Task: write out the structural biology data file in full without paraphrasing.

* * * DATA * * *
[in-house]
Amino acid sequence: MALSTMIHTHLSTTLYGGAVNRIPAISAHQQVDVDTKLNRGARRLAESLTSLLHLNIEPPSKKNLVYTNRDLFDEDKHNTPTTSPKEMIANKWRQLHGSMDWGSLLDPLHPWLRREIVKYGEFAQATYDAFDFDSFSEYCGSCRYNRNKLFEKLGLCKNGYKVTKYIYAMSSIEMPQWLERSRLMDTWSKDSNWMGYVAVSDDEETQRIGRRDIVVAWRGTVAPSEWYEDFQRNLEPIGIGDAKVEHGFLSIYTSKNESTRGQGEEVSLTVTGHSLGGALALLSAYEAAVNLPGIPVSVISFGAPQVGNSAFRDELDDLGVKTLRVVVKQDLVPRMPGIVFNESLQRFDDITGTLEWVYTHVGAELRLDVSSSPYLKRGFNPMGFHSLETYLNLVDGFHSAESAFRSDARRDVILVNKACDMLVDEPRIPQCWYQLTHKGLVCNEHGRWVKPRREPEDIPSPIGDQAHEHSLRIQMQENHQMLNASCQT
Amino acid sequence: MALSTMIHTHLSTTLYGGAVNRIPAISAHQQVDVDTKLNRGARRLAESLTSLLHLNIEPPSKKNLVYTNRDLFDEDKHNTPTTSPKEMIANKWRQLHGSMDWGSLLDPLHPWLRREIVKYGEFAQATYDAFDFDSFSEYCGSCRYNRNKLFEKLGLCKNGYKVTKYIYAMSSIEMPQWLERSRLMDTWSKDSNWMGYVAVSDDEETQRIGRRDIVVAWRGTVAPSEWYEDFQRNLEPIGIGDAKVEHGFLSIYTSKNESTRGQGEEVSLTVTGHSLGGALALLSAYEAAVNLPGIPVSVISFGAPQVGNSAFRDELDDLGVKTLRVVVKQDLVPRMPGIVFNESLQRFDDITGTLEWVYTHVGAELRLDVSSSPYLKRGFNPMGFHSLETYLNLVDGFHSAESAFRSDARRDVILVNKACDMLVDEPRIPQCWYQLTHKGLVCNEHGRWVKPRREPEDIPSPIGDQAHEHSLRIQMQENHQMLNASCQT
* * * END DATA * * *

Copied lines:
[in-house]
Amino acid sequence: MALSTMIHTHLSTTLYGGAVNRIPAISAHQQVDVDTKLNRGARRLAESLTSLLHLNIEPPSKKNLVYTNRDLFDEDKHNTPTTSPKEMIANKWRQLHGSMDWGSLLDPLHPWLRREIVKYGEFAQATYDAFDFDSFSEYCGSCRYNRNKLFEKLGLCKNGYKVTKYIYAMSSIEMPQWLERSRLMDTWSKDSNWMGYVAVSDDEETQRIGRRDIVVAWRGTVAPSEWYEDFQRNLEPIGIGDAKVEHGFLSIYTSKNESTRGQGEEVSLTVTGHSLGGALALLSAYEAAVNLPGIPVSVISFGAPQVGNSAFRDELDDLGVKTLRVVVKQDLVPRMPGIVFNESLQRFDDITGTLEWVYTHVGAELRLDVSSSPYLKRGFNPMGFHSLETYLNLVDGFHSAESAFRSDARRDVILVNKACDMLVDEPRIPQCWYQLTHKGLVCNEHGRWVKPRREPEDIPSPIGDQAHEHSLRIQMQENHQMLNASCQT
Amino acid sequence: MALSTMIHTHLSTTLYGGAVNRIPAISAHQQVDVDTKLNRGARRLAESLTSLLHLNIEPPSKKNLVYTNRDLFDEDKHNTPTTSPKEMIANKWRQLHGSMDWGSLLDPLHPWLRREIVKYGEFAQATYDAFDFDSFSEYCGSCRYNRNKLFEKLGLCKNGYKVTKYIYAMSSIEMPQWLERSRLMDTWSKDSNWMGYVAVSDDEETQRIGRRDIVVAWRGTVAPSEWYEDFQRNLEPIGIGDAKVEHGFLSIYTSKNESTRGQGEEVSLTVTGHSLGGALALLSAYEAAVNLPGIPVSVISFGAPQVGNSAFRDELDDLGVKTLRVVVKQDLVPRMPGIVFNESLQRFDDITGTLEWVYTHVGAELRLDVSSSPYLKRGFNPMGFHSLETYLNLVDGFHSAESAFRSDARRDVILVNKACDMLVDEPRIPQCWYQLTHKGLVCNEHGRWVKPRREPEDIPSPIGDQAHEHSLRIQMQENHQMLNASCQT